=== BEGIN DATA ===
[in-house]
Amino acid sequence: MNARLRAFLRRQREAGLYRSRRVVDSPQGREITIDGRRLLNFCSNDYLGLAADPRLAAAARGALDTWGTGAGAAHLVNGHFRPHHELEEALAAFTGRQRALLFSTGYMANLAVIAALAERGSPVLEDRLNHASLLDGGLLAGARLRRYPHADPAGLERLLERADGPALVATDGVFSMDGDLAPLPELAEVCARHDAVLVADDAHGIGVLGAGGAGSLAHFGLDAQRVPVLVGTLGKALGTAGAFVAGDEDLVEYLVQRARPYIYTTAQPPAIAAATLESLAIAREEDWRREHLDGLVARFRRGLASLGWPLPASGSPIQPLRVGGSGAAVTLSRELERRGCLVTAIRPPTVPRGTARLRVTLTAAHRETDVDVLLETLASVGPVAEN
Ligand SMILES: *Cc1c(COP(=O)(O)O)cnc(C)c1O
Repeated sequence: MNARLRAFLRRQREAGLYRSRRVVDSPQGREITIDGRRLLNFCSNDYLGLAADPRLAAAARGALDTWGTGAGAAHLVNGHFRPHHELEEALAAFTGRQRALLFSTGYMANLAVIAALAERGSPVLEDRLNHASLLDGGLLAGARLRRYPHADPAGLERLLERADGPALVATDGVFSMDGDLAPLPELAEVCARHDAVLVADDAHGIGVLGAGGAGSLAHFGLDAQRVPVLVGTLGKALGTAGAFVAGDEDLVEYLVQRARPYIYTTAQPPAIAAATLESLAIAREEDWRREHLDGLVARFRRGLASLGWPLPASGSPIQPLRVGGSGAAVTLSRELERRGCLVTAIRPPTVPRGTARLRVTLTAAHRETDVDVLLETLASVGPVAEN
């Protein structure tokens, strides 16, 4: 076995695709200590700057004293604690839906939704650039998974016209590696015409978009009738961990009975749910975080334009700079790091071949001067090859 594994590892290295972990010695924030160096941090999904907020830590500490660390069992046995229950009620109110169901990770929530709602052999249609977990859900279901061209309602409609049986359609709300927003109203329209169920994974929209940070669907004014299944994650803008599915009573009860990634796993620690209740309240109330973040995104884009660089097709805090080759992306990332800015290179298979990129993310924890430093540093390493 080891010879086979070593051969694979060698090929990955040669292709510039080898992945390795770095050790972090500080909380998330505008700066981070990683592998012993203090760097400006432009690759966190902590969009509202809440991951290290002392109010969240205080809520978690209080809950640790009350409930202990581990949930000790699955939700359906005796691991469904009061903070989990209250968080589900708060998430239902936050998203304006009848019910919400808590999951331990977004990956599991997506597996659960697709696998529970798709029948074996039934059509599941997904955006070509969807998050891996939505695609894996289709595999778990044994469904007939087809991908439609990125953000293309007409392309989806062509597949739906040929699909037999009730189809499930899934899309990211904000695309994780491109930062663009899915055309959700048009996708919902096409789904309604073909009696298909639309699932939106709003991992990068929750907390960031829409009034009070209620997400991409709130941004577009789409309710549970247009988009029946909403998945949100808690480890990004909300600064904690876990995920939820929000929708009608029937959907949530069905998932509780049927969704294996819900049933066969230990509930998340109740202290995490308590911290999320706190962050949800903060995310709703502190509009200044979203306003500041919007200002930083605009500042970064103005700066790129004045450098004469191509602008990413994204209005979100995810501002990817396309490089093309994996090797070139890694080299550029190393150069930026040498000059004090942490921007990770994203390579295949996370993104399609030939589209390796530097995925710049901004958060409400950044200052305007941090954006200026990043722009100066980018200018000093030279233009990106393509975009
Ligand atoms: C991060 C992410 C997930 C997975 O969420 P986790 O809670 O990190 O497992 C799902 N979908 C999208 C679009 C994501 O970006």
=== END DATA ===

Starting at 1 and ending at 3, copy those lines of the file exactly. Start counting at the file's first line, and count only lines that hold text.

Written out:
[in-house]
Amino acid sequence: MNARLRAFLRRQREAGLYRSRRVVDSPQGREITIDGRRLLNFCSNDYLGLAADPRLAAAARGALDTWGTGAGAAHLVNGHFRPHHELEEALAAFTGRQRALLFSTGYMANLAVIAALAERGSPVLEDRLNHASLLDGGLLAGARLRRYPHADPAGLERLLERADGPALVATDGVFSMDGDLAPLPELAEVCARHDAVLVADDAHGIGVLGAGGAGSLAHFGLDAQRVPVLVGTLGKALGTAGAFVAGDEDLVEYLVQRARPYIYTTAQPPAIAAATLESLAIAREEDWRREHLDGLVARFRRGLASLGWPLPASGSPIQPLRVGGSGAAVTLSRELERRGCLVTAIRPPTVPRGTARLRVTLTAAHRETDVDVLLETLASVGPVAEN
Ligand SMILES: *Cc1c(COP(=O)(O)O)cnc(C)c1O